U.S. Aid and Egypt: It’s Complicated

In examining U.S. assistance to Egypt, the United States will need to confront some uncomfortable truths about the militarization and inflexibility of American foreign policy in Egypt.

On September 28, the Obama administration notified Congress that it would release $450 million in budget support funds to Egypt. The funds were part of $1 billion in debt relief for Egypt that the president announced in May 2011. The funds are not actually new foreign assistance or taxpayers’ dollars, but rather reallocations from regularly scheduled debt payments that Egypt already makes; instead of depositing them to the U.S. treasury, the funds are being allotted to support Egypt’s economy in this time of transition.

Debt forgiveness is one of several creative responses that the administration has utilized in last two years; the United States used almost $800 million in (mostly) already allocated funds to support civil society groups, elections administration, the formation of political parties, and direct budget support to the emerging governments in Tunisia, Egypt, and Libya. But while a plan for how entire $1 billion in debt forgiveness has not yet been finalized, the $450 million is meant to signal U.S. confidence and pave the way for Egypt’s agreement with International Monetary Fund (IMF) for a loan—negotiations which have been ongoing since March. Egypt will need to outline a plan to decrease its budget deficit in order to secure the IMF’s $4.8 billion loan, and the Obama administration has pledged to disperse another $260 million when the agreement is finalized before the end of the year.

But the plan to allocate $450 million of the $1 billion in debt forgiveness to support Egypt’s budget has not been welcomed in all quarters, with some balking at the idea of funding the country’s new Muslim Brotherhood-led government. Representative Kay Granger, who heads the House Appropriations Subcommittee on Foreign Assistance, pledged immediately that she would prevent the fund’s release; two days later, Representatives Ileana Ros-Lehtinen and Jim Jordan demanded to know whether the Obama administration meant to support the Muslim Brotherhood’s rise to power in Egypt, saying: “It is critical that these extremist groups [the Muslim Brotherhood] are not permitted to hijack the transition process and impose a new kind of totalitarianism in Egypt; if they do, the United States should not be funding them.” In response, the State Department has dispatched its own officials to Congress to assert the importance of aiding Egypt’s transition.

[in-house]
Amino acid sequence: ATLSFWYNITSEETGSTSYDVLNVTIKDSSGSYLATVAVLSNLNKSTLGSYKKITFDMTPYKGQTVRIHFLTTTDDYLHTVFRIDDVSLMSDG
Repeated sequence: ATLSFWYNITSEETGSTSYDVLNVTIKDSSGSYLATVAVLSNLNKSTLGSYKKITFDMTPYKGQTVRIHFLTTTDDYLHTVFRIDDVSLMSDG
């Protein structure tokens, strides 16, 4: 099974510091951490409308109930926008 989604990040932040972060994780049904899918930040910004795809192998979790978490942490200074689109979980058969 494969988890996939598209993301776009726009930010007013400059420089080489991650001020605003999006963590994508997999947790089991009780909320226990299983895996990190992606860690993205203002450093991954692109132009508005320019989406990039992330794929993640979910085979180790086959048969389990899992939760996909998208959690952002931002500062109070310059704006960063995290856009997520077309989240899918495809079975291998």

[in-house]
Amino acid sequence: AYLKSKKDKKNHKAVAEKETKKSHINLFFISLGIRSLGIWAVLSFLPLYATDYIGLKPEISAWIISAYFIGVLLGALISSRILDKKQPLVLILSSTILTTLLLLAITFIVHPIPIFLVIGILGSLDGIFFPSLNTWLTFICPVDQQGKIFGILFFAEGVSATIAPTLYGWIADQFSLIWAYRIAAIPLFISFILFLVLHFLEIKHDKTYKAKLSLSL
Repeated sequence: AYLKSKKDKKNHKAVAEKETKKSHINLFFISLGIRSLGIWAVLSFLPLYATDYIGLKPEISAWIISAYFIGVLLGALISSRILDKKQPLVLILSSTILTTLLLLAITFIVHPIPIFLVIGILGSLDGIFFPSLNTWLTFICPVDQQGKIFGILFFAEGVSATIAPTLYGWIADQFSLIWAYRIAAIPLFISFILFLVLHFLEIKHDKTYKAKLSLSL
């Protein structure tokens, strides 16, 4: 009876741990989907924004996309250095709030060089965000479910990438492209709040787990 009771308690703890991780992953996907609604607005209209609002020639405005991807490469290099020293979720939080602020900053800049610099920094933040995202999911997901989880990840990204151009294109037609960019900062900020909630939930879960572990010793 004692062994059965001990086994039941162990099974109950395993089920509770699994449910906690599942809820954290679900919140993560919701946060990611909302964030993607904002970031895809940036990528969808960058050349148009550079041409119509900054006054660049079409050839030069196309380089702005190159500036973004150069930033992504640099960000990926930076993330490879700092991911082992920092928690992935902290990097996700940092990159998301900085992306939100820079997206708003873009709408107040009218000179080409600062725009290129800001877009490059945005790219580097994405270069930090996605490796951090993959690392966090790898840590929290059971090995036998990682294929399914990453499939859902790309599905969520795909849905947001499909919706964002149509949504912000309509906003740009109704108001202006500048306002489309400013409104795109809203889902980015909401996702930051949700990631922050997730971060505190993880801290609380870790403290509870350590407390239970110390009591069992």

In examining U.S. assistance to Egypt, the United States will need to confront some uncomfortable truths about the militarization and inflexibility of American foreign policy in Egypt. To see U.S. foreign aid as a faucet that should turn on and off when the Egyptian government steps out of line with U.S. policy is fundamentally incorrect both in terms of how aid works—particularly in the current world economy—but also in terms of its understanding of the nature of the U.S.-Egypt relationship. There are significant institutional contacts between the two governments that are important to maintain for both parties. But considering the language of celebrated “joint accomplishments,” mutual interests, and studied agreement that is often employed, the U.S.-Egyptian partnership has delivered remarkable mediocrity and should be reevaluated.

Since Egypt signed the treaty with Israel in 1979, it has become the second largest recipient of foreign assistance from the United States after Israel. Economic support funds (ESF) were initially poured into large-scale infrastructure projects, as well as ventures in health, education, judiciary training, and democratization. As Egypt’s economy grew, however, both sides wanted to redefine the arrangement and focus on trade rather than assistance, leading to an annual decrease of $250 million per year as a result of an agreement. To this end, the Bush administration opened negotiations on a free trade agreement in 2003 (later indefinitely postponed).